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Bitter ‘taste’ of potentially radioactive sludge in the Blackwater estuary.

A press release received from Magnox confirms “the former Bradwell
nuclear power station has now successfully dealt with all of its Fuel
Element Debris (FED) waste – a major source of intermediate level
radioactive waste at the Essex site.

This is an important step towards itsplanned closure, as part of the Nuclear Decommissioning Agency’s (NDA)
mission to clean up and decommission the UK’s earliest nuclear sites.”

Three years of potential damage to our estuary ecosystem has finally
finished with as much controversy now at the end as when the process
started. During those three years BANNG, Mersea Island Environmental
Alliance, Marinet, The Blackwater Guardians, FAB and others have spent a
great deal of time and gone to a great deal of trouble to try to stop FED
dissolution to protect both people and the environment.

Meetings were held with the Environment Agency (EA), who seemed uneasy as to what was
happening at Bradwell. FED dissolution was highlighted in the media and
complaints lodged both in the UK and European Parliaments. BANNG organised
a Public Meeting in West Mersea in June, 2014, at which an expert in Marine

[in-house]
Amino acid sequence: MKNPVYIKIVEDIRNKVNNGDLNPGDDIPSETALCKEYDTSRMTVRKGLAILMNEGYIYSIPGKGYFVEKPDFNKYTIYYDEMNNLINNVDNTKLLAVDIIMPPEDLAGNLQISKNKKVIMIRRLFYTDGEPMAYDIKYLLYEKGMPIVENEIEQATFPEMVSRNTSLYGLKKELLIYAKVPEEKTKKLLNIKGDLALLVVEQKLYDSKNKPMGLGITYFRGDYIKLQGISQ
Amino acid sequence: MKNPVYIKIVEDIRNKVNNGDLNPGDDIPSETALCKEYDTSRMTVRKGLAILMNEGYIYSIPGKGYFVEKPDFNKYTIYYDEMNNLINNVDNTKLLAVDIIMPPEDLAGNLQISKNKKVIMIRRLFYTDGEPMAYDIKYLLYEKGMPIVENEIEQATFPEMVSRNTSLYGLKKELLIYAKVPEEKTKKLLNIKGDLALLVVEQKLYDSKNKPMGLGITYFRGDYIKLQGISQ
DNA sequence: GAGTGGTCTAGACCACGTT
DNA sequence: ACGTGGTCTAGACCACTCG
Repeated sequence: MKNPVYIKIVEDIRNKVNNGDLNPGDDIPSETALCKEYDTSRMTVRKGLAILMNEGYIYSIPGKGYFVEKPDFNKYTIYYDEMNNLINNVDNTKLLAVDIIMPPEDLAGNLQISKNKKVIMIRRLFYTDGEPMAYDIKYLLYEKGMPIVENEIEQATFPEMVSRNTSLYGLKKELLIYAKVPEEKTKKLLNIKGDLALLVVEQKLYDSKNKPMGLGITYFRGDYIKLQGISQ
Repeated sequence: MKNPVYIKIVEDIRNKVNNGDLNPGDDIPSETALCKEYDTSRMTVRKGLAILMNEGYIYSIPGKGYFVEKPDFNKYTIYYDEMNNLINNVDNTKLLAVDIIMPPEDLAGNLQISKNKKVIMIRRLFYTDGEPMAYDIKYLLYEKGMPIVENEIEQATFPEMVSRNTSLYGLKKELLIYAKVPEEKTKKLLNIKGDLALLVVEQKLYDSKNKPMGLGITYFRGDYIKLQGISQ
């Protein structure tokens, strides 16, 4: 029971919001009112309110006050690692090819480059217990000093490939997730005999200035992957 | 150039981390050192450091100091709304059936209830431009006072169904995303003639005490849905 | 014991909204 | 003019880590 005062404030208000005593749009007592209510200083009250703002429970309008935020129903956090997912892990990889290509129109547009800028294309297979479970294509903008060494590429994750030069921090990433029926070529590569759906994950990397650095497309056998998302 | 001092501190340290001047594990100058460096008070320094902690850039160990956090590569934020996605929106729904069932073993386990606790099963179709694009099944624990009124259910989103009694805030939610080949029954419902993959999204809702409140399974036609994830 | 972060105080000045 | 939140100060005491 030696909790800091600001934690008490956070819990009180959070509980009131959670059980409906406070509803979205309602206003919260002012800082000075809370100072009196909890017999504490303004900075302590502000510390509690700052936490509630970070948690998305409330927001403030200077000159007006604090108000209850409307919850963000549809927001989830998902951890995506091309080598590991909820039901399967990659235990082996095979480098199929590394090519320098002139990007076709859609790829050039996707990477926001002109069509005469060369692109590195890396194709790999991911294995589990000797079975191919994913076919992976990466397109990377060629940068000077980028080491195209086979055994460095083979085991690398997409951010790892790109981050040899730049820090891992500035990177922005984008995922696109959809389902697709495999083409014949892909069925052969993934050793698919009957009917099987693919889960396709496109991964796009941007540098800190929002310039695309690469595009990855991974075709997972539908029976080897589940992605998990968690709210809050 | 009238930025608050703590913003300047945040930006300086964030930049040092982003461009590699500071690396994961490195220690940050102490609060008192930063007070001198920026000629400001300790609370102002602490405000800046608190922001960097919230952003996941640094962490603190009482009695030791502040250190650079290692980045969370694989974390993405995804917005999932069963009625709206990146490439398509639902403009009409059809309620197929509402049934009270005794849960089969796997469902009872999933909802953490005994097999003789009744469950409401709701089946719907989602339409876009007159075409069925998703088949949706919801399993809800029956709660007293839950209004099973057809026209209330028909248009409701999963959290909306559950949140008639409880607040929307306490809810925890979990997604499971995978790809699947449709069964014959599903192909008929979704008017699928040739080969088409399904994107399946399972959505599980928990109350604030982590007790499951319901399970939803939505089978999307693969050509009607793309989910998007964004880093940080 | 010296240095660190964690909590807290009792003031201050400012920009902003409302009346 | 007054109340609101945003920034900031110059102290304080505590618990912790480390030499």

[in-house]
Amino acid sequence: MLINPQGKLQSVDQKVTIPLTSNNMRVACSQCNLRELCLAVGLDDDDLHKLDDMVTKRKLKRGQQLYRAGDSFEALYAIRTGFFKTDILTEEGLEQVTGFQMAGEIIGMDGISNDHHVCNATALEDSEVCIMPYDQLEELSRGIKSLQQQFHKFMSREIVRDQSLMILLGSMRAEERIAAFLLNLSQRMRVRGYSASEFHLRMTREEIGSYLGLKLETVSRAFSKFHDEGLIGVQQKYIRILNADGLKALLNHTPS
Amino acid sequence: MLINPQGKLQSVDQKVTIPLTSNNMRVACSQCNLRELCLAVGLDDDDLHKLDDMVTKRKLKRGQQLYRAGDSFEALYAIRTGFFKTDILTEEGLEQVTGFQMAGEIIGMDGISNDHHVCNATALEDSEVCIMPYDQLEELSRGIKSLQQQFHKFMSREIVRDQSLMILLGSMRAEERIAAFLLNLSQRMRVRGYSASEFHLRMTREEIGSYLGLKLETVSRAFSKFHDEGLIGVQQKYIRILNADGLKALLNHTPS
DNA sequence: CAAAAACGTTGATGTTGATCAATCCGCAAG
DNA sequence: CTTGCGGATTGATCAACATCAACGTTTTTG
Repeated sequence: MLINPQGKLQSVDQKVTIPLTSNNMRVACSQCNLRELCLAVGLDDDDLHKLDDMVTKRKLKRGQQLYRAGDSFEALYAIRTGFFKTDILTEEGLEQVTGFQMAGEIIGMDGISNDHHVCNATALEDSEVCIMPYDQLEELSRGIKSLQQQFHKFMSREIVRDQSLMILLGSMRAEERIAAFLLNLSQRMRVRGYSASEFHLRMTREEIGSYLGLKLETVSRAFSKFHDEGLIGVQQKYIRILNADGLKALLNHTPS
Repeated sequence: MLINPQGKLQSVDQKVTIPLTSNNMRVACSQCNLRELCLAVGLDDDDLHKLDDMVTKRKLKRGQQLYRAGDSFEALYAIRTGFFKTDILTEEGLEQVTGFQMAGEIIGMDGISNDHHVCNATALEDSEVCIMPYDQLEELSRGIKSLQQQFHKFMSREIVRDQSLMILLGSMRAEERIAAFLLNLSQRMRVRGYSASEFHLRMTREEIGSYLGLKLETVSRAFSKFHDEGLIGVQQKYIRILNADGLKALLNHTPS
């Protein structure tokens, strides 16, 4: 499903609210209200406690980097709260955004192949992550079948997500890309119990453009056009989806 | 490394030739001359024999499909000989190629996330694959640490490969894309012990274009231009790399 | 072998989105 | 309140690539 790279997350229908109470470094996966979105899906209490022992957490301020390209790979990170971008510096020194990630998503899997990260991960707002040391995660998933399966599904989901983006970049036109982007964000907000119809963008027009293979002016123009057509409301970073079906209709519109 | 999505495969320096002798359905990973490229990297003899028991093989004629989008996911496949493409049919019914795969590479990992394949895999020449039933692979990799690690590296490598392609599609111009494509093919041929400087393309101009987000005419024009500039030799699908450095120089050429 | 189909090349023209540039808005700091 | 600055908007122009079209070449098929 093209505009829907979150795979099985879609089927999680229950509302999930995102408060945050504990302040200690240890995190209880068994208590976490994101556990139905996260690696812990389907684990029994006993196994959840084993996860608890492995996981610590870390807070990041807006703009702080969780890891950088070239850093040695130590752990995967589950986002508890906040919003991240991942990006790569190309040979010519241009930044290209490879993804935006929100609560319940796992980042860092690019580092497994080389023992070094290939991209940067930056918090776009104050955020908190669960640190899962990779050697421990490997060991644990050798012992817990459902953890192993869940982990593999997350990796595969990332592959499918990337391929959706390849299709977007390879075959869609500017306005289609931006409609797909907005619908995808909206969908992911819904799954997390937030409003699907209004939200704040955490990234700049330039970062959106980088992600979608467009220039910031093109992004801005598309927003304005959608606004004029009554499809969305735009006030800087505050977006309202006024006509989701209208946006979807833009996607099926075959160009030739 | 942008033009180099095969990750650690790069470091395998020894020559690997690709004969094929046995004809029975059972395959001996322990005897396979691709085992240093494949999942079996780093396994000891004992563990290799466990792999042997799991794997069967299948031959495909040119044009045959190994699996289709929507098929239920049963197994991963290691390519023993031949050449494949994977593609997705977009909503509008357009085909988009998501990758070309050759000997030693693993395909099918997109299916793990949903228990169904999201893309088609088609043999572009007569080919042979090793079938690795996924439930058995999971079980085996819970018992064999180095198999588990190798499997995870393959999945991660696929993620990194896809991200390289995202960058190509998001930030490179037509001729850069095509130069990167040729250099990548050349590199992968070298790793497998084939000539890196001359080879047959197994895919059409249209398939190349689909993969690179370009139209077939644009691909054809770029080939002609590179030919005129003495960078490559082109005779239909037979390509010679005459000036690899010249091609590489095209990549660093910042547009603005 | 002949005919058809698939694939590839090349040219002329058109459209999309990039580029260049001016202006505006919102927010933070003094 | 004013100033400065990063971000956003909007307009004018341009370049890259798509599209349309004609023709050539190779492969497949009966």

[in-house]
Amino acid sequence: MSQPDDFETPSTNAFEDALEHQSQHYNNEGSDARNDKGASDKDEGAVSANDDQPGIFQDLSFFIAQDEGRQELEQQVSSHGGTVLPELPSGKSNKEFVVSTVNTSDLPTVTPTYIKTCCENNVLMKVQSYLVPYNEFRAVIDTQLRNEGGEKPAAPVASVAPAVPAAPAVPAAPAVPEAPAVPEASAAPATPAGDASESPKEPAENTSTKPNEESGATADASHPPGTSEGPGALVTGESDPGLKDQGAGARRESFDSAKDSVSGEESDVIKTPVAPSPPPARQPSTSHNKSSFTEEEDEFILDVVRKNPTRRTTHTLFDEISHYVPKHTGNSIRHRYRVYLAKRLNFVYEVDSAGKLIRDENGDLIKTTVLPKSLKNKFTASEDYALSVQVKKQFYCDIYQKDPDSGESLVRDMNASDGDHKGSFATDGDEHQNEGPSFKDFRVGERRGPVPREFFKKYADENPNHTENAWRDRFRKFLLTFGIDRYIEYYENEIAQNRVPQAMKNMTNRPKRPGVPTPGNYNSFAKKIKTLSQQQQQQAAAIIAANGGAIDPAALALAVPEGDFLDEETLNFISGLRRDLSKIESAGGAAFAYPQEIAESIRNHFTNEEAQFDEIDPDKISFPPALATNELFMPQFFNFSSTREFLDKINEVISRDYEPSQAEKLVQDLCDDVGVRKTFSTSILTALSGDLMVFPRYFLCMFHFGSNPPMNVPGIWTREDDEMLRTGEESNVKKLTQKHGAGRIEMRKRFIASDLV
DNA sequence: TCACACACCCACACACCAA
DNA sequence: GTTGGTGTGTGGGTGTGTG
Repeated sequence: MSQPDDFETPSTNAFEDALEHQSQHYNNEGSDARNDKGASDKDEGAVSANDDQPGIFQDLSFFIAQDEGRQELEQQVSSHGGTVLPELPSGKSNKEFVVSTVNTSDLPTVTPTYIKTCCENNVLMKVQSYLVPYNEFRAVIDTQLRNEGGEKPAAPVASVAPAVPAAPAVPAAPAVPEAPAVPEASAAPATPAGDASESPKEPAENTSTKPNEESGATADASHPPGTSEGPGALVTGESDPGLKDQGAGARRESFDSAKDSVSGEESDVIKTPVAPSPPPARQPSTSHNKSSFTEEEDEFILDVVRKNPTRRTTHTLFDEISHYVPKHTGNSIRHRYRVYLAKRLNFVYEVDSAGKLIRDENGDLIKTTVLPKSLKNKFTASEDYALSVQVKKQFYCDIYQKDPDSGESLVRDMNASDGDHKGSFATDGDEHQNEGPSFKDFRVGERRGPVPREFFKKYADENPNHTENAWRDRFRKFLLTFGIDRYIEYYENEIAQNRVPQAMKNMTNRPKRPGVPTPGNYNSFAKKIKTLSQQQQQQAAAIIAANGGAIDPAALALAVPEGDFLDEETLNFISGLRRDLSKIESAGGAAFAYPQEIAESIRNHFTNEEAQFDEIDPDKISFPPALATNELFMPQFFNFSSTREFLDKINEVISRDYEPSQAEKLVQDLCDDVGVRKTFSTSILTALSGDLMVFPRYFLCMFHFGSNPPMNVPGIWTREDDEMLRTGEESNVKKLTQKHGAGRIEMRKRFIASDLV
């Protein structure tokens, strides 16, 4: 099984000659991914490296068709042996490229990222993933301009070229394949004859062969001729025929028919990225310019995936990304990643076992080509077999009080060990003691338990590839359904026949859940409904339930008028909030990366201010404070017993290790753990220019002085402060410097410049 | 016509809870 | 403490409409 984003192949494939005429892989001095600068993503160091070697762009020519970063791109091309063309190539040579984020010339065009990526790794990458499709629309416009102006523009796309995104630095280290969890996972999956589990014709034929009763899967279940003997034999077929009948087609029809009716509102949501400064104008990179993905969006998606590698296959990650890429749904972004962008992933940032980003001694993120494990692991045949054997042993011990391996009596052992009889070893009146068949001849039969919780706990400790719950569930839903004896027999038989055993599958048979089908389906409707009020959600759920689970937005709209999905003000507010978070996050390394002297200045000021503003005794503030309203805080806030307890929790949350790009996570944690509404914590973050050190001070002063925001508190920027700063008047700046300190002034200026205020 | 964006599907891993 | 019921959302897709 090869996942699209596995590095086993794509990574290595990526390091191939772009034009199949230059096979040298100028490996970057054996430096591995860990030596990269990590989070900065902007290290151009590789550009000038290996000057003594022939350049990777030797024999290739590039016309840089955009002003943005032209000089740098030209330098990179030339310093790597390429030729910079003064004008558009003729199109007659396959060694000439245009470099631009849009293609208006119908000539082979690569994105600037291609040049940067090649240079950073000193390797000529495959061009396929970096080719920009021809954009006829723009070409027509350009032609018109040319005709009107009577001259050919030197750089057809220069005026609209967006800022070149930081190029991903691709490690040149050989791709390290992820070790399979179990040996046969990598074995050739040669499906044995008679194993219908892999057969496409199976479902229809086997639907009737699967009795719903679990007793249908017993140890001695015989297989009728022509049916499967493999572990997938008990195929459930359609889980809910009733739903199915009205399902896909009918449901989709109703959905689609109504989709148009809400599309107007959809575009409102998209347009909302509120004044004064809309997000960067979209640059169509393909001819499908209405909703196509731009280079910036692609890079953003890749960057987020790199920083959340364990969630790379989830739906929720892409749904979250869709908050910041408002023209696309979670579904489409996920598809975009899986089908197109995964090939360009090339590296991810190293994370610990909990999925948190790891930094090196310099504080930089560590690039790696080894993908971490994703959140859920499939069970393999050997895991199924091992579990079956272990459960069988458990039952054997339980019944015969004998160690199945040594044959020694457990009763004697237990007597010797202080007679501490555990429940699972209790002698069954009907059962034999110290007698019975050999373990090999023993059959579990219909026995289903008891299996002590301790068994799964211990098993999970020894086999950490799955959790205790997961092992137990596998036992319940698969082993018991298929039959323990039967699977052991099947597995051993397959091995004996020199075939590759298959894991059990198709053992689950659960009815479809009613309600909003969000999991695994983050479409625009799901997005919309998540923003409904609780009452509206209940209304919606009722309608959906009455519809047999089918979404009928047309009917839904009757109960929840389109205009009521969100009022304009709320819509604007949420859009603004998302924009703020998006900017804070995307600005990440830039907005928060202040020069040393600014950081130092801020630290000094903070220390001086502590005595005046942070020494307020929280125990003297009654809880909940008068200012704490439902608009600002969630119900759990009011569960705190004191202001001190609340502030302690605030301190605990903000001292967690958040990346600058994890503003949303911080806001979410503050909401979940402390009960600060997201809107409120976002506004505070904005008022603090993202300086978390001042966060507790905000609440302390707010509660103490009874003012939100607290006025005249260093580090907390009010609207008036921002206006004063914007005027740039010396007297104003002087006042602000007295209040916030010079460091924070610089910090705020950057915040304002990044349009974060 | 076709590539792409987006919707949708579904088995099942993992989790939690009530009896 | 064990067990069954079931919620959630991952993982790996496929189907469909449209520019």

Biology explained his concerns about the release of FED effluent into the
Blackwater and at which the large audience made clear its opposition.

BANNG believes that the real reason the treatment project has ended now is that
the original analysis of the FED was wrong. Only a third of the 200 tonnes
total waste ie 65 tonnes could actually be processed. The other two-thirds
were comprised of Low-Level Waste (LLW) and have been taken to Drigg for

This raises the question of whether the FED was properly characterised before it was decided to use an expensive and experimentaldissolution process. Peter Bank’s (Town Councillor. Colchester Green
Party) says the process of Fed Dissolution has left a bitter ‘taste’ of
potentially radioactive sludge in the Blackwater estuary.

Mersea Island Courier 30th June 2017


July 17, 2017 - Posted by | UK, wastes

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